I mentioned in my last blog entry how I live overlooking the Hana Highway in Maui. It is one of the major attractions for visitors to the island, to drive the two hour journey out to the town of Hana that sits at the far end of this road. Actually the two hour pin is from the town of Paia. Depending on where you are staying on island, the journey could be closer to three hours one way - and, “yes” you can stay in Hana.
Sometimes when I am driving home, following a car containing a family or persons visiting Maui, I wonder how they are seeing the road and its surrounding scenery? For them, each bend in the road will be revealing a vista that they have not seen before. Views that for me I see pretty much every day, will be a first occurrence for them. Are they seeing more than me? Am I missing anything in my easy to drop into complacency of seeing these scenes so regularly?
I remember years ago walking through the city of Bristol in England where I grew up and looking up at the tops of the buildings that I was passing by. Aside from the more modern buildings that have gone up in my lifetime, I cannot pin point when buildings around Bristol were built? However, suffice to say that many of the larger buildings in the city centre are old and have details carved into their walls that can easily be missed if you are just walking along, head down, focused on where your next meeting is or something that is bothering you.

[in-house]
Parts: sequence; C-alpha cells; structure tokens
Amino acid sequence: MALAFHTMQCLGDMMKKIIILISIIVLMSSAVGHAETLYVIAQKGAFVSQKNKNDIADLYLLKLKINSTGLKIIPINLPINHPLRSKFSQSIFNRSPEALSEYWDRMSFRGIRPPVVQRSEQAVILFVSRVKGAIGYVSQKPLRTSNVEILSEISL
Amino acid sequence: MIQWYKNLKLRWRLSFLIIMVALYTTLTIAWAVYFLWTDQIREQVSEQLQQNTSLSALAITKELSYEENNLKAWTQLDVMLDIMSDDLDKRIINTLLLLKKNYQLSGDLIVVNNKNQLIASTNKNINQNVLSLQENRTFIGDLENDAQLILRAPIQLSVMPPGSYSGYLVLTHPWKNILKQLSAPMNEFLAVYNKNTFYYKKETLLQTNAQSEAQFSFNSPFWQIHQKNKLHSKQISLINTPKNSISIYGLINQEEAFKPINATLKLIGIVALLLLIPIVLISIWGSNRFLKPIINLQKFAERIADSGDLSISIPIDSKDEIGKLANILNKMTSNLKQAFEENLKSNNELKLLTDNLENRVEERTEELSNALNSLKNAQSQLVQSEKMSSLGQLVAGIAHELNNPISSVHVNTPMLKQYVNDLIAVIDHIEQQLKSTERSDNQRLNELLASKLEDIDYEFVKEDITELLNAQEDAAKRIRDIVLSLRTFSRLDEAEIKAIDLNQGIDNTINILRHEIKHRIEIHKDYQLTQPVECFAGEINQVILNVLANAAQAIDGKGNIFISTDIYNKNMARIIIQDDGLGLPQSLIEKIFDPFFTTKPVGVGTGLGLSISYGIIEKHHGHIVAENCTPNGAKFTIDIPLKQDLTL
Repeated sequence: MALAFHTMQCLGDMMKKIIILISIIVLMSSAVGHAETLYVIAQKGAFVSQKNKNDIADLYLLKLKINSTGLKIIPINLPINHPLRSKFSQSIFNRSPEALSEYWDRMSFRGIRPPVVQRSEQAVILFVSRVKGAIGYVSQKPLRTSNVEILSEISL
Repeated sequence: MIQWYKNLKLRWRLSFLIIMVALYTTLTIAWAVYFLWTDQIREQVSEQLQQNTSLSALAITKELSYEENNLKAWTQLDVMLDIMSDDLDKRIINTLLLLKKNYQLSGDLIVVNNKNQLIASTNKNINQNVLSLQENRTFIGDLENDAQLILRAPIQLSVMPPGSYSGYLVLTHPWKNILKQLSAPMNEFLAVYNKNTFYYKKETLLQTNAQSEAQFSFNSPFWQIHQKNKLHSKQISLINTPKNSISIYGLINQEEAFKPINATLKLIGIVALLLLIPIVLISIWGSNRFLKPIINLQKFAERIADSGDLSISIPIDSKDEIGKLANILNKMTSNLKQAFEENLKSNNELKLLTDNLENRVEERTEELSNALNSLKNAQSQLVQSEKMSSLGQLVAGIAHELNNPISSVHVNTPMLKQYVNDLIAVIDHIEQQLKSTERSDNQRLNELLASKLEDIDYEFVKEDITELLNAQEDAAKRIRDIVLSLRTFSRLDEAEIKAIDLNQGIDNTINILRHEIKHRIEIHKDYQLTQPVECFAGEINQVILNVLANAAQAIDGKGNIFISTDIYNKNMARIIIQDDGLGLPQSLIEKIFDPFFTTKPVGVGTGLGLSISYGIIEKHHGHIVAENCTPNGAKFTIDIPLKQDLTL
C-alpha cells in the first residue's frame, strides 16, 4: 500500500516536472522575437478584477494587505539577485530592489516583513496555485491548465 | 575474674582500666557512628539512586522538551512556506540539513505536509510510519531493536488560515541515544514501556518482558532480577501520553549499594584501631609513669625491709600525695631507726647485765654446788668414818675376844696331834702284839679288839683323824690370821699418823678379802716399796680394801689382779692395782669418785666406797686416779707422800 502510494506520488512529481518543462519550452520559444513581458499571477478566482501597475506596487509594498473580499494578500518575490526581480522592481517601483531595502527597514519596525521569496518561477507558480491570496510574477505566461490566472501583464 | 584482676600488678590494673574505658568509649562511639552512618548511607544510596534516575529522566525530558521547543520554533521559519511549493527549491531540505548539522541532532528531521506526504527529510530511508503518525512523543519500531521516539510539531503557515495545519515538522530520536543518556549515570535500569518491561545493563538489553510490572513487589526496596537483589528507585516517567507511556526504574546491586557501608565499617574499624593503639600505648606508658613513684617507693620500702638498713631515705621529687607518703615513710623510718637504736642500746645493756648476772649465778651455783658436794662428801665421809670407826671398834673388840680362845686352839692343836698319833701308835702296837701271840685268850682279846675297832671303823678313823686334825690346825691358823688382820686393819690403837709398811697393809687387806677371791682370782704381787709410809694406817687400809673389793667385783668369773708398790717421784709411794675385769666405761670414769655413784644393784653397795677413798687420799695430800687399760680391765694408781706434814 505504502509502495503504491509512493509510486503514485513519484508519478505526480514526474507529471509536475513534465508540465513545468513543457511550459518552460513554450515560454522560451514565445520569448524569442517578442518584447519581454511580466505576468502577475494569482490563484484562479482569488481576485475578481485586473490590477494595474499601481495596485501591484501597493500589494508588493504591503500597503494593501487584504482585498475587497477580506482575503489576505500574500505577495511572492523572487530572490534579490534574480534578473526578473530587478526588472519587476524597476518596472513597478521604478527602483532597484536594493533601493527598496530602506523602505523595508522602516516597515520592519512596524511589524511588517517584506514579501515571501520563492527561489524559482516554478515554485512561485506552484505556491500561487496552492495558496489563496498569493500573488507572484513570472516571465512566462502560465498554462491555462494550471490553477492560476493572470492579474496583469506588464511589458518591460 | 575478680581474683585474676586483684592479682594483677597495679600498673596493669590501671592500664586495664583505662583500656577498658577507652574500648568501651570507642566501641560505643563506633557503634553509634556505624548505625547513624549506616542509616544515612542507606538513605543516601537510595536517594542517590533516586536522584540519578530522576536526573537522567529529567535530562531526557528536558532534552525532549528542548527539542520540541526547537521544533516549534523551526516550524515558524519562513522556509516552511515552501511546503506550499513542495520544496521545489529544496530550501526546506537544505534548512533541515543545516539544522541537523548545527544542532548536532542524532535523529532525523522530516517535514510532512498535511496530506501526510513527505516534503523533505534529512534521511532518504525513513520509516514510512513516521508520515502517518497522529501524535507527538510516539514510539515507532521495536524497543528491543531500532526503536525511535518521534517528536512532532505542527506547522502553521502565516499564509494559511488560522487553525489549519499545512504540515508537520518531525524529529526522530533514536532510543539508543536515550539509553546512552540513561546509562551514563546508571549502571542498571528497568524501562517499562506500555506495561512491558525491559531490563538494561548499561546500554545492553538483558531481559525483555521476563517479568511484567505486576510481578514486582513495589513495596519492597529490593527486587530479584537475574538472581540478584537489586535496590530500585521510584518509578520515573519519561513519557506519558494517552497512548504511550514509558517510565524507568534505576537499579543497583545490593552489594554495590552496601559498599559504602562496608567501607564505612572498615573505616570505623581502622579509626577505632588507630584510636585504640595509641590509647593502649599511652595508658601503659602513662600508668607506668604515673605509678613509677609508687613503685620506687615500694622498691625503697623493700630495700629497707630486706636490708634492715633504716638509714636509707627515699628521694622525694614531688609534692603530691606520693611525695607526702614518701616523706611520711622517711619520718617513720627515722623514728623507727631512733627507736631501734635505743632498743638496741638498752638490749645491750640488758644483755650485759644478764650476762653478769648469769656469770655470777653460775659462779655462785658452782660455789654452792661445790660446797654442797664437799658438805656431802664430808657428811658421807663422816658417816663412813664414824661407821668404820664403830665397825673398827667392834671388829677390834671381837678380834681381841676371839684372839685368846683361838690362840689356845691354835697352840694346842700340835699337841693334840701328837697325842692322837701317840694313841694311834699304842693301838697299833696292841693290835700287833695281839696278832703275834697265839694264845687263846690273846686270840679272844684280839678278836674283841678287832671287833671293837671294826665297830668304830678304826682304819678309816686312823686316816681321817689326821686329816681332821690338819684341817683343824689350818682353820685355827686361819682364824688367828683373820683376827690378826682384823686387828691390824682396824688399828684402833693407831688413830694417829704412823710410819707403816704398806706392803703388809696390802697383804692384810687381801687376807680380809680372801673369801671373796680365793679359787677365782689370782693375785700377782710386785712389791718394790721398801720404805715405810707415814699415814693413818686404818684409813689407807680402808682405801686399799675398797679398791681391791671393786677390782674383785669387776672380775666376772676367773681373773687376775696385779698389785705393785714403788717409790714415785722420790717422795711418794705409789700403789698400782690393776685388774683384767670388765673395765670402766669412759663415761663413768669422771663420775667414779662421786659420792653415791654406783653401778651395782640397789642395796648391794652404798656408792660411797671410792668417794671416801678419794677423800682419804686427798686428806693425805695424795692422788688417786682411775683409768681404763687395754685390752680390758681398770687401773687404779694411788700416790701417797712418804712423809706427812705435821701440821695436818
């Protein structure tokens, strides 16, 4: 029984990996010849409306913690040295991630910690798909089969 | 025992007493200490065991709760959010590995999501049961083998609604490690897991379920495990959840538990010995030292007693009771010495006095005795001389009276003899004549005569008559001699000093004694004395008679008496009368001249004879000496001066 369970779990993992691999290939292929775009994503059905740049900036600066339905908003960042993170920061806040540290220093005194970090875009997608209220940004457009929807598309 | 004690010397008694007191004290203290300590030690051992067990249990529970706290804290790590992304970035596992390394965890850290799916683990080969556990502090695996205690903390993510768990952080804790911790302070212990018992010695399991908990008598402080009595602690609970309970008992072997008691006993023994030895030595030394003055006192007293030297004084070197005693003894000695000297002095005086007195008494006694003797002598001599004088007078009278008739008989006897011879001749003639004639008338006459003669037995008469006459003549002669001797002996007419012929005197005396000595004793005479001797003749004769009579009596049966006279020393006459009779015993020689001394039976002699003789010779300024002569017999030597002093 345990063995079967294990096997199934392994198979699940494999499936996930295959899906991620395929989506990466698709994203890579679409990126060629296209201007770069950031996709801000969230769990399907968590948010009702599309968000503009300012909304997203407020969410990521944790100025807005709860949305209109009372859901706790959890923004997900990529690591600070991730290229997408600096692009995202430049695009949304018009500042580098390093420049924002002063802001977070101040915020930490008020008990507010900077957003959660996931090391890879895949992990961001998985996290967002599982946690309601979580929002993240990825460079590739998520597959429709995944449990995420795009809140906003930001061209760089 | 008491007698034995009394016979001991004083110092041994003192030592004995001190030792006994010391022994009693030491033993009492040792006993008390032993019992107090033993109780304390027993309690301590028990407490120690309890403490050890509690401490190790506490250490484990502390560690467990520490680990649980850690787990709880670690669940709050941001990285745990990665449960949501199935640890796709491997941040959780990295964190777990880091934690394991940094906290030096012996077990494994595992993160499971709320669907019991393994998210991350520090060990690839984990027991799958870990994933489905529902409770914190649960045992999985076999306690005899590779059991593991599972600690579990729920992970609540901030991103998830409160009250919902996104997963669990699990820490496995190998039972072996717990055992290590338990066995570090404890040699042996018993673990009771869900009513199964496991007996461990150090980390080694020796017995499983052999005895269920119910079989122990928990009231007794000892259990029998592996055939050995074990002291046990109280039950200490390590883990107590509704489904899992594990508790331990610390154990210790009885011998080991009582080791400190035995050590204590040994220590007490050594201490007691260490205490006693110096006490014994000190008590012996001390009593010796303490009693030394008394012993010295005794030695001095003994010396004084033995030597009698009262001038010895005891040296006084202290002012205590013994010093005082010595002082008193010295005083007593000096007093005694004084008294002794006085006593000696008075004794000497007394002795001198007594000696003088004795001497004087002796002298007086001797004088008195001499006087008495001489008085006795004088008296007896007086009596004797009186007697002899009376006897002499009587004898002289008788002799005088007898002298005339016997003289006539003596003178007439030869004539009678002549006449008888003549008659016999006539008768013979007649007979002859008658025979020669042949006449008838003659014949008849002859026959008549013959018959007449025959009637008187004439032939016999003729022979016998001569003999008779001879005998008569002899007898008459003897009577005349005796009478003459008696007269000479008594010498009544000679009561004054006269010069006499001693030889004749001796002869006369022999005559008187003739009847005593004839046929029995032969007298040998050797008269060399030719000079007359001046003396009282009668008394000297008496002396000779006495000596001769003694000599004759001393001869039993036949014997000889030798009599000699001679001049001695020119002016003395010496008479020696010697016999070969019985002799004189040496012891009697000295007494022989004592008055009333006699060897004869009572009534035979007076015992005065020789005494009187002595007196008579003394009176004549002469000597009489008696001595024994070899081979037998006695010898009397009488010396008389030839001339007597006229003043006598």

So what made me look up on that day I am not sure, but look up I did and saw details in those buildings that I had not noticed before. Buildings that I knew well, that I passed regularly, but took their presence so much for granted that I found myself actually not really knowing them.
What do we see?
This experience got me thinking,
- “What are we truly aware of in the world around us?”
- “What do we see and what do we miss?”
Meditation practice opens our senses to the world around us. As I build on my practice, I start to become aware of aspects of myself - how I think, how I act - that before I was not aware of. This is not always easy. I might be exposed to a behavioural pattern that I have chosen not to look at, or was simply completely unaware of. With this comes the opportunity to grow in myself as I start to make friends with and integrate this new awareness.
In the same way that my awareness of myself grows, so does my awareness of the world around me. As I start to notice aspects of myself, the good and not so good, so do I also become aware of those around me - how they are acting and how I am reacting to them! As an American Buddhist monk once said when asked what he had gained from his meditation practice, he replied,
I know that I get angry.
Sadly that is not something that we are all aware of all of the time.
The Post-meditation Practice
The effect on me is that as my awareness grows, so does the world around me, or should I say my awareness of the world around me.
All of this takes time and effort. Time in that one should not go looking for the change, but notice it slowly making its presence felt in your life as your practice of meditation grows. Effort not only in the effort that I make in my meditation practice, but also in the effort that I make in my post-meditation practice, my daily life.
My time away from the meditation cushion feeds my formal practice to the degree that I make an effort to be aware, to notice things. So as I walk the streets of Bristol I look around, see what is there. Or I strive to maintain an awareness of my emotions as I move through the day, keeping them in check if they are going to cause me to act in a way that does not serve me.
Back to the Hana Highway
Or as I drive home along the Hana Highway, while keeping an eye on the road, I notice the world around me and do not become complacent in my familiarity.
Where are you being complacent in your awareness of the world around you?
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